Of course I headed over to Turner's Pond. All of the thickets were covered in frost but thankfully the pond hadn't frozen at all over the past few days. The two Red-necked Grebes were actively diving, doing their circuit of the pond. I think I discerned that one is an adult and the other an immature, the adult being more clearly marked seems to be coming into its breeding plumage with the red neck beginning to show. I just hope they will stick around for quite a bit longer. Instead of two Great Cormorants there were three! However, the third one didn't seem to like the pond too much as it left while I was watching. They really are beautiful birds with their white throat and hip patches, their white 'bonnet' and their scaly blue iridescence. I was rewarded with some nice views as the third bird flew back and forth in an attempt to rise above the tree line.
At one point I decided to try and explore an area that I hadn't dared to venture very far into before. This was probably because of an abundance of thorny thickets and unexpected streams. However, besides that, it is one of the most open areas of land around the pond, excluding the schools field. I decided to do this mostly because the area is the major spot for White-throated Sparrows around the pond and I wanted a closer look and possibly some photo-ops since they are one of my favorite birds.
As I began to walk into the area, stepping over the first of many streams, and sidestepping thorny thickets that had been flattened by the snow, I came upon a stream that was a bit wider than the others. The snow along its edges had melted and there was evident greenery popping up along its banks. But before I noticed any of this, there was a miniature explosion of movement and a chubby rufous-winged shorebird burst into the air and went whizzing off in the opposite direction. American Woodcock! Definitely not a bird I expected to find here of all places, but there it was clear as day; or more accurately: fuzzy as a bird flying quickly away from you. Nonetheless it was a woodcock and it had flown across the open area in about a second (shows how large this area really is) and dropped down into the edge of the wood. The habitat is practically the definition of woodcock habitat, it's just that it's so small.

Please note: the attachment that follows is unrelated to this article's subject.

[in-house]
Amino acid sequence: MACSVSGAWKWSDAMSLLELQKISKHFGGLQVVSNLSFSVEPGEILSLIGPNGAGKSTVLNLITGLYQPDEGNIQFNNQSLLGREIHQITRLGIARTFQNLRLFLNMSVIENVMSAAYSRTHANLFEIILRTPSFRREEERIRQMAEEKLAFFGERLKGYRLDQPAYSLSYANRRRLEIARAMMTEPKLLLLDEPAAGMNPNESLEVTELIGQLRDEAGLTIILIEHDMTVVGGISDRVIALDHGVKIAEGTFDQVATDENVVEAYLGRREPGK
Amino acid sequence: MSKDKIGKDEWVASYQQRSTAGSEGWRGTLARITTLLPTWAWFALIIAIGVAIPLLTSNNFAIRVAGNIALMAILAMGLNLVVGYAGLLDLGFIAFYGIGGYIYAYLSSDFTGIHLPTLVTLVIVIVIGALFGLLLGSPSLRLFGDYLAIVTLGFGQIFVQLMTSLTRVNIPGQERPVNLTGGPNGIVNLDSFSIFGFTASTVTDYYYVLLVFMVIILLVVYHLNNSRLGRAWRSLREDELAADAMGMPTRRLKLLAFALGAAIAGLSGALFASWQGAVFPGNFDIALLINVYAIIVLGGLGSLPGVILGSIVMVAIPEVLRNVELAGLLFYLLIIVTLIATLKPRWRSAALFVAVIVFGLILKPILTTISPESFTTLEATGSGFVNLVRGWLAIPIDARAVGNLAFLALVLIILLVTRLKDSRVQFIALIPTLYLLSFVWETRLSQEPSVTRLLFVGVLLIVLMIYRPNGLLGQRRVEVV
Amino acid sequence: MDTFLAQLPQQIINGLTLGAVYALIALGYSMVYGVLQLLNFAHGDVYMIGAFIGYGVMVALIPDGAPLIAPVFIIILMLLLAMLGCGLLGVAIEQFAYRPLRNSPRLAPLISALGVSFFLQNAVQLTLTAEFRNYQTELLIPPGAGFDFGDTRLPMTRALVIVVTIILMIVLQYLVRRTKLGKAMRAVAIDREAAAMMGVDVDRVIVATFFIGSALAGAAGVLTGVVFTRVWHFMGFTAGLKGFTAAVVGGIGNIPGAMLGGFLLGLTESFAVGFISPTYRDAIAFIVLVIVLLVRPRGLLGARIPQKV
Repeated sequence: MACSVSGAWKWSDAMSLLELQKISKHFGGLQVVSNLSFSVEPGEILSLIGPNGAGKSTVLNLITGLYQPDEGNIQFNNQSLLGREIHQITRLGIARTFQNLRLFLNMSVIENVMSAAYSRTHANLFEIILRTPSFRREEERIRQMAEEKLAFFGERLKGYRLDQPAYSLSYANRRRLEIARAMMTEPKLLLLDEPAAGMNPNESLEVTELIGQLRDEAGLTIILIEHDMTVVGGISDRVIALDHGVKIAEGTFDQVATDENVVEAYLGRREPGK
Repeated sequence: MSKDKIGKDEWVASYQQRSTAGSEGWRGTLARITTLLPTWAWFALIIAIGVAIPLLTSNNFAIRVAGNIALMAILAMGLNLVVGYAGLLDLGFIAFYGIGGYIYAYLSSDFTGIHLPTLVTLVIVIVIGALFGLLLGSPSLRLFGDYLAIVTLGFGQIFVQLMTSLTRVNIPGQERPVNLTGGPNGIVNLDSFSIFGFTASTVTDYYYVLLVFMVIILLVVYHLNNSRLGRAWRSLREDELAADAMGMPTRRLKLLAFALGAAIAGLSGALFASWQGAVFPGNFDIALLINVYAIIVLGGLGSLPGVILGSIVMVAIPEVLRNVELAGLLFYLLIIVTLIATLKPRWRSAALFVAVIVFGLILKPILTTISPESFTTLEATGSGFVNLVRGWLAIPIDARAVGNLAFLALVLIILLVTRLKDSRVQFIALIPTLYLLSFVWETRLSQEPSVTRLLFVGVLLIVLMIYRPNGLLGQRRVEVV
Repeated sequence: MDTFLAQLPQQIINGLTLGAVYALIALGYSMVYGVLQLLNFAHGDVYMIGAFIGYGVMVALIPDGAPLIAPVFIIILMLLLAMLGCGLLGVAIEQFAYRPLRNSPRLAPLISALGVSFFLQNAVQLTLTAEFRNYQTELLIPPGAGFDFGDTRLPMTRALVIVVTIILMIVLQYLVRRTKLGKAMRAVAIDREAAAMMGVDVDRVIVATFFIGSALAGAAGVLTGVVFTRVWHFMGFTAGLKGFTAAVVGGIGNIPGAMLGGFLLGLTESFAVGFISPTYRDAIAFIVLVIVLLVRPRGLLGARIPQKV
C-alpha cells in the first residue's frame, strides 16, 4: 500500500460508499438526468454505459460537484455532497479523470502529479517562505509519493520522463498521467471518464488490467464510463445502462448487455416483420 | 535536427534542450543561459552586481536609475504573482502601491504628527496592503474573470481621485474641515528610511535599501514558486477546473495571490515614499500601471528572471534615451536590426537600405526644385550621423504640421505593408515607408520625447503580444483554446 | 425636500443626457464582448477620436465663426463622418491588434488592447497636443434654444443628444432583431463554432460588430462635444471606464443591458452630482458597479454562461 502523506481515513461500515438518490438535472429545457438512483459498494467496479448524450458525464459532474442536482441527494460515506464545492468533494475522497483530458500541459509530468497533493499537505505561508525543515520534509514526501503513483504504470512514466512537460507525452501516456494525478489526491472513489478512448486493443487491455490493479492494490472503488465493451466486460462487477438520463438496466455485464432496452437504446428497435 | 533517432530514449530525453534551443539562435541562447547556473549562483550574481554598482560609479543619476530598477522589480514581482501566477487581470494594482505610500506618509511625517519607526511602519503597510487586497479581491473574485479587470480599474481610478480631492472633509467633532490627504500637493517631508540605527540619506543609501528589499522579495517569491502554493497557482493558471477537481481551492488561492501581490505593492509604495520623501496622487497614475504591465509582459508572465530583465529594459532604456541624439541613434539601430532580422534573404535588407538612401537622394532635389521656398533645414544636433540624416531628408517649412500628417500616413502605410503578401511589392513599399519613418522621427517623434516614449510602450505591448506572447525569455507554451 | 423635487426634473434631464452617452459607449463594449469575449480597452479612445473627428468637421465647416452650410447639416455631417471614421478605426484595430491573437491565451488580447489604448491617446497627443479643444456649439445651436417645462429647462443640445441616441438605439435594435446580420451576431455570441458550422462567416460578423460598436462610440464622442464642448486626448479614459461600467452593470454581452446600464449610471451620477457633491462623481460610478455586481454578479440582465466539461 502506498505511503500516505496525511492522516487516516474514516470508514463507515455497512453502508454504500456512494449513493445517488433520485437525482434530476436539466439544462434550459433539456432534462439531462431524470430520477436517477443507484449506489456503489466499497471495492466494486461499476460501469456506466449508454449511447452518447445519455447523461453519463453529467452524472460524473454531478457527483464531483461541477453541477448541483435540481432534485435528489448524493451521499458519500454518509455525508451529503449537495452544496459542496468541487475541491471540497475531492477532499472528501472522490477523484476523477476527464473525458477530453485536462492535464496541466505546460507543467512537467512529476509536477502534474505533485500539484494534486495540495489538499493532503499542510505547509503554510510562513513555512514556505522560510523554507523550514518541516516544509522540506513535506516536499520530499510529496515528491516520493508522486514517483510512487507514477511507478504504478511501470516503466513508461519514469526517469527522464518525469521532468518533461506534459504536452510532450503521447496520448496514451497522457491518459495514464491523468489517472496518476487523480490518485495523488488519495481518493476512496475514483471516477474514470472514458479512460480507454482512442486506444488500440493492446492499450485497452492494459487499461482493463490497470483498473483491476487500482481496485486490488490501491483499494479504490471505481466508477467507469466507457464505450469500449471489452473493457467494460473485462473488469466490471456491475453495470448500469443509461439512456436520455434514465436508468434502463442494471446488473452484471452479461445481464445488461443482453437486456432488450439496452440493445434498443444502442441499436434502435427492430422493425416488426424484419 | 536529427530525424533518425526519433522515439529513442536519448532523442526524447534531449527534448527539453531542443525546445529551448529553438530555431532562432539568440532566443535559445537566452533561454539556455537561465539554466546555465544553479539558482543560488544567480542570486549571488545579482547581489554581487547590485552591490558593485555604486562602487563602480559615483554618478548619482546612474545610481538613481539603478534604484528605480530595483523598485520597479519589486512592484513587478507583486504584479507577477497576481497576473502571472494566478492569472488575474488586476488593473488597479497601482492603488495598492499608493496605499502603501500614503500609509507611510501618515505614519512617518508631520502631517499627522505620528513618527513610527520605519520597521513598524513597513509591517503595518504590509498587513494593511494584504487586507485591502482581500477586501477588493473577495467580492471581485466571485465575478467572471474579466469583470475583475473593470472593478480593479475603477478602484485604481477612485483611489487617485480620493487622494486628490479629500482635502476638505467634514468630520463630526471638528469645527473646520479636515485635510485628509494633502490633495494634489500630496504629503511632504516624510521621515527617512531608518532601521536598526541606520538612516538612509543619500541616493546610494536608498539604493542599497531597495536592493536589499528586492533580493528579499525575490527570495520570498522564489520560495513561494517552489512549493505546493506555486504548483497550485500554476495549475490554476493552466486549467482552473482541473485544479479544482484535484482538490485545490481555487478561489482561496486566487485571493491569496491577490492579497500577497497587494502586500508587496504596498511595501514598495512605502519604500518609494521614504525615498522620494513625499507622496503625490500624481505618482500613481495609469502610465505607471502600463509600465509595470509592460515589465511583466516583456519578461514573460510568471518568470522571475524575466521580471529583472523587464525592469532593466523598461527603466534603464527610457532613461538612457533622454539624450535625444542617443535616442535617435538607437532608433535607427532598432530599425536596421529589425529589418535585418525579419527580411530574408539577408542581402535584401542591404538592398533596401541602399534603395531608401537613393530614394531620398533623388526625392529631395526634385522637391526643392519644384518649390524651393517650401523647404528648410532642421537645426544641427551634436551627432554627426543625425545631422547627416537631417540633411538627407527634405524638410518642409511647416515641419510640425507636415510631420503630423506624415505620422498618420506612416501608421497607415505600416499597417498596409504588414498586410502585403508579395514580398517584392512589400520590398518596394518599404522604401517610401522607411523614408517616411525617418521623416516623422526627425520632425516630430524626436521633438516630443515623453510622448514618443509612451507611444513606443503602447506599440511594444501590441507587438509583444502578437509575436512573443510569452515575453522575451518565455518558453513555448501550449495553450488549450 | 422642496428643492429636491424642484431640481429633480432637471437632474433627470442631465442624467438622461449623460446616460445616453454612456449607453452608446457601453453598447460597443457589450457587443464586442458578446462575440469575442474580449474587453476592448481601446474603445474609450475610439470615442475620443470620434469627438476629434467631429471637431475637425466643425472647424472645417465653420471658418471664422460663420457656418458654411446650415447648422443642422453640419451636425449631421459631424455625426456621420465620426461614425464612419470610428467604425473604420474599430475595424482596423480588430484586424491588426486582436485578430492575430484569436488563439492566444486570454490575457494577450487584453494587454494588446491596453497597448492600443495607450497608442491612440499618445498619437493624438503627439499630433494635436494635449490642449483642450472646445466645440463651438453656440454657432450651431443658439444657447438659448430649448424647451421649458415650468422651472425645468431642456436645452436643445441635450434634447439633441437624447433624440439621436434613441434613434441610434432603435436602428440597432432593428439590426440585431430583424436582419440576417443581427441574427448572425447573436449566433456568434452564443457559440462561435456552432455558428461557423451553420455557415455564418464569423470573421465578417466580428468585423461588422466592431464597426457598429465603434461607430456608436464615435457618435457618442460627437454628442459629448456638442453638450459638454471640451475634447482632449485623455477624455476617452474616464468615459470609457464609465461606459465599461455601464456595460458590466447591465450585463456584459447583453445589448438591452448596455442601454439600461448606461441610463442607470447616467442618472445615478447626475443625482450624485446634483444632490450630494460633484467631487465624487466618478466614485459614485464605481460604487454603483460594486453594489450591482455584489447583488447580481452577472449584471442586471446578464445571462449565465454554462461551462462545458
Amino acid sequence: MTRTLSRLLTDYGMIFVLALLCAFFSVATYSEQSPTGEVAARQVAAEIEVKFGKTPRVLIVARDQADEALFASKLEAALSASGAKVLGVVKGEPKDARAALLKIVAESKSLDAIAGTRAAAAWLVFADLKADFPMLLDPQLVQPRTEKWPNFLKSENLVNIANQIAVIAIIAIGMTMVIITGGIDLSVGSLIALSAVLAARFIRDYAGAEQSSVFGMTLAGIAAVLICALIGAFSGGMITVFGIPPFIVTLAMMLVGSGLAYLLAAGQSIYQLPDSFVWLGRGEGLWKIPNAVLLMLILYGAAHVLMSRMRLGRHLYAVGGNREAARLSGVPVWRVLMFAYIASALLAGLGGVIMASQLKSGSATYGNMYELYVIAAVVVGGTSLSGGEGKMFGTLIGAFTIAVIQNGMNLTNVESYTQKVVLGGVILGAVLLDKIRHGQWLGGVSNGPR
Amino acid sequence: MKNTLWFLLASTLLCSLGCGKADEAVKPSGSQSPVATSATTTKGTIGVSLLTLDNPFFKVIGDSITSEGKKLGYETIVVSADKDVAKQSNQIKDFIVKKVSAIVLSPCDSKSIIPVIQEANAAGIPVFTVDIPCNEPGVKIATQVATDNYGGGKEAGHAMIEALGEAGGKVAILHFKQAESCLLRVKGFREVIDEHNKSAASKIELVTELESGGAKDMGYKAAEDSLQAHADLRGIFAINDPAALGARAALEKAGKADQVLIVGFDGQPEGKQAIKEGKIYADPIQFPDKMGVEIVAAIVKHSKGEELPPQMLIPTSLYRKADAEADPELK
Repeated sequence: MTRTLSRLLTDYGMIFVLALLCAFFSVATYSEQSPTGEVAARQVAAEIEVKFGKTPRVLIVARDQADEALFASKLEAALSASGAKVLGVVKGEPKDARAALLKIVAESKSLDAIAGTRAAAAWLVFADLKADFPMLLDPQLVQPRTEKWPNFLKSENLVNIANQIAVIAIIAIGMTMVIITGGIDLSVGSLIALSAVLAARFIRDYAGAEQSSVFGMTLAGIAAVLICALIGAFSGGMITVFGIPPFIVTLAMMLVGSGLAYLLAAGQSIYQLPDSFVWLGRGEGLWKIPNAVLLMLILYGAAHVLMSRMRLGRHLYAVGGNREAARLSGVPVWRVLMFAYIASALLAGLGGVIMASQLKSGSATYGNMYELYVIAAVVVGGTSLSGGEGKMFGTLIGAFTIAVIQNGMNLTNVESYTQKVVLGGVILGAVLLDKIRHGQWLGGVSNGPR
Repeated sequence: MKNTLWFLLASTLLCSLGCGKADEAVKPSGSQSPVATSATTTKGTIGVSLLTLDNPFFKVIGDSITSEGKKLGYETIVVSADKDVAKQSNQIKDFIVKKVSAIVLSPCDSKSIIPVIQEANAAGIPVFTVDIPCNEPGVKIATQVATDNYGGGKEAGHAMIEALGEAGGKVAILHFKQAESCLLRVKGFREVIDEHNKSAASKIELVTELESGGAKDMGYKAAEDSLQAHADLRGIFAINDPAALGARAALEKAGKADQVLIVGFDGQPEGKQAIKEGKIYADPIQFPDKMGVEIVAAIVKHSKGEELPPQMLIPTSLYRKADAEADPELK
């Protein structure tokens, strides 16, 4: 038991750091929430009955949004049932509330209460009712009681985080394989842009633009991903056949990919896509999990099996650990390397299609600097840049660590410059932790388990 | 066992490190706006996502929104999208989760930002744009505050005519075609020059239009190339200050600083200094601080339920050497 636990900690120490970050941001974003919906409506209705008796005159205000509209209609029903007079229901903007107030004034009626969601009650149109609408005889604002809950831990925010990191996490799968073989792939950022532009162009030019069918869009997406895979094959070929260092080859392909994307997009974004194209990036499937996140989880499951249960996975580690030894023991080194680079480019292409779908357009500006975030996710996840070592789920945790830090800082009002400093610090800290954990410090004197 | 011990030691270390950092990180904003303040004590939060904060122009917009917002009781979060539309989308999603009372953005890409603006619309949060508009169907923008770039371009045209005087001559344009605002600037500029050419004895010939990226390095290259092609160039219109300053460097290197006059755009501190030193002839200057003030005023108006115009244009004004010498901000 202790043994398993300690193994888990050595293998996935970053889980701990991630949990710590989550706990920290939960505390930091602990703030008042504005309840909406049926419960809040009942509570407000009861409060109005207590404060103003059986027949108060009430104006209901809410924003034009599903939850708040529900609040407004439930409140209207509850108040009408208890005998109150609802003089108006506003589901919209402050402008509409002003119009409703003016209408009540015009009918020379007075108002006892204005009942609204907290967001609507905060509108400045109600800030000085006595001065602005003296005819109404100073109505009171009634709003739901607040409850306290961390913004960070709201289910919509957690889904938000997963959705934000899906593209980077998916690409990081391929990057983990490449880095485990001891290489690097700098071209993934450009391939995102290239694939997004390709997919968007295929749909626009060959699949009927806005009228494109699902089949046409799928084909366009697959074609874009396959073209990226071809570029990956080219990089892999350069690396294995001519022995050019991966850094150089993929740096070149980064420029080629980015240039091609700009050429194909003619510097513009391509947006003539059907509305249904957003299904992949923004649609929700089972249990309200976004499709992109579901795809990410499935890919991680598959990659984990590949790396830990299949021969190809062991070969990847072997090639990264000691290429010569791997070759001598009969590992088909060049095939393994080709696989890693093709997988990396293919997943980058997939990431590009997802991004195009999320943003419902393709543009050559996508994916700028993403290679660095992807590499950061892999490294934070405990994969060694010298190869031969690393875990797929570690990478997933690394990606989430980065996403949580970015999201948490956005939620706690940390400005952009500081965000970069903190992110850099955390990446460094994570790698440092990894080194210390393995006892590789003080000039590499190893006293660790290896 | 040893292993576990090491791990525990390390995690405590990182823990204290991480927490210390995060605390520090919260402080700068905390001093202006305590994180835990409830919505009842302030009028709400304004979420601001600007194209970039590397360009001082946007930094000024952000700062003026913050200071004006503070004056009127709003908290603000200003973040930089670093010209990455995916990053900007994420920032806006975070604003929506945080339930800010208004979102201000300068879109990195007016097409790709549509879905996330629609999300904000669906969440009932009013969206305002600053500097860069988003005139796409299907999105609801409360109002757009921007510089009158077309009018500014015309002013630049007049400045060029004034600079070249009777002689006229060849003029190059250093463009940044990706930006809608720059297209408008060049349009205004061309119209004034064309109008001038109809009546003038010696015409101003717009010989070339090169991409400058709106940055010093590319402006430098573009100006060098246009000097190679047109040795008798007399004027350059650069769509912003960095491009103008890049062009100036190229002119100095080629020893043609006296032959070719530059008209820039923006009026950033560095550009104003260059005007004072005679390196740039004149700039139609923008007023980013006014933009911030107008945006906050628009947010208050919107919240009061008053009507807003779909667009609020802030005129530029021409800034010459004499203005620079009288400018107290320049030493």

I decided to try and approach the area where it had landed from the other side of the open area. I had once come from that direction before, trying for a picture of an immature Sharp-shinned Hawk, and it's also very thorny but also wooded. I made my way there, using the main stream which is kind of the buffer for this edge of the area as my marker. However, before I even got near the area where the woodcock had landed I flushed another two woodcocks from that very stream.
I wish I had been able to get a good look at one but that was the end of my woodcock sightings for the day.
I managed to tally a total of 32 species that morning, probably the first time I've broken thirty all winter. This count included a Great Blue Heron (which I think just flew over a few times and didn't land) and 62 Common Grackles whose numbers seem to be steadily rising.